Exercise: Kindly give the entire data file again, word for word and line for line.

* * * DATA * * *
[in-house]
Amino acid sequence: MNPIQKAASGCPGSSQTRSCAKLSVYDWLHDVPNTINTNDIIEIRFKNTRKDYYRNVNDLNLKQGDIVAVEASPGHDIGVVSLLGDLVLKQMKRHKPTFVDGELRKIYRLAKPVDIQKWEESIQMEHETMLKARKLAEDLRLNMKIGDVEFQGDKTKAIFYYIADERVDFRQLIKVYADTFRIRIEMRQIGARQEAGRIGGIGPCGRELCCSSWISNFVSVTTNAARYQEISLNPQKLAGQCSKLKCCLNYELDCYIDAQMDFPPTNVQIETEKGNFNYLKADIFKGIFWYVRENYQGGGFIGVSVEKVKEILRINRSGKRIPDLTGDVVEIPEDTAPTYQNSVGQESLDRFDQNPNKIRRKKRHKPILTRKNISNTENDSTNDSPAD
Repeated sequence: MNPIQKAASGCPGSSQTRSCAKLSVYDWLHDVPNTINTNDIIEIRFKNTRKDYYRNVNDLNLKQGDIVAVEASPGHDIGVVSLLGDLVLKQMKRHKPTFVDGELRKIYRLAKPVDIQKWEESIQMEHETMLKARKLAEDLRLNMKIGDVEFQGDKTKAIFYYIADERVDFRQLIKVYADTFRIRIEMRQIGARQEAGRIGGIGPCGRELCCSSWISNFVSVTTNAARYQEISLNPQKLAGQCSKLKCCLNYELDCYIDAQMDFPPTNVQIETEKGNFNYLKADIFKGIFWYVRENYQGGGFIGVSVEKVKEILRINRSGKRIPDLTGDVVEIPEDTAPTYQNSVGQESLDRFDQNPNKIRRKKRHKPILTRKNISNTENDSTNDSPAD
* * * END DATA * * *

[in-house]
Amino acid sequence: MNPIQKAASGCPGSSQTRSCAKLSVYDWLHDVPNTINTNDIIEIRFKNTRKDYYRNVNDLNLKQGDIVAVEASPGHDIGVVSLLGDLVLKQMKRHKPTFVDGELRKIYRLAKPVDIQKWEESIQMEHETMLKARKLAEDLRLNMKIGDVEFQGDKTKAIFYYIADERVDFRQLIKVYADTFRIRIEMRQIGARQEAGRIGGIGPCGRELCCSSWISNFVSVTTNAARYQEISLNPQKLAGQCSKLKCCLNYELDCYIDAQMDFPPTNVQIETEKGNFNYLKADIFKGIFWYVRENYQGGGFIGVSVEKVKEILRINRSGKRIPDLTGDVVEIPEDTAPTYQNSVGQESLDRFDQNPNKIRRKKRHKPILTRKNISNTENDSTNDSPAD
Repeated sequence: MNPIQKAASGCPGSSQTRSCAKLSVYDWLHDVPNTINTNDIIEIRFKNTRKDYYRNVNDLNLKQGDIVAVEASPGHDIGVVSLLGDLVLKQMKRHKPTFVDGELRKIYRLAKPVDIQKWEESIQMEHETMLKARKLAEDLRLNMKIGDVEFQGDKTKAIFYYIADERVDFRQLIKVYADTFRIRIEMRQIGARQEAGRIGGIGPCGRELCCSSWISNFVSVTTNAARYQEISLNPQKLAGQCSKLKCCLNYELDCYIDAQMDFPPTNVQIETEKGNFNYLKADIFKGIFWYVRENYQGGGFIGVSVEKVKEILRINRSGKRIPDLTGDVVEIPEDTAPTYQNSVGQESLDRFDQNPNKIRRKKRHKPILTRKNISNTENDSTNDSPAD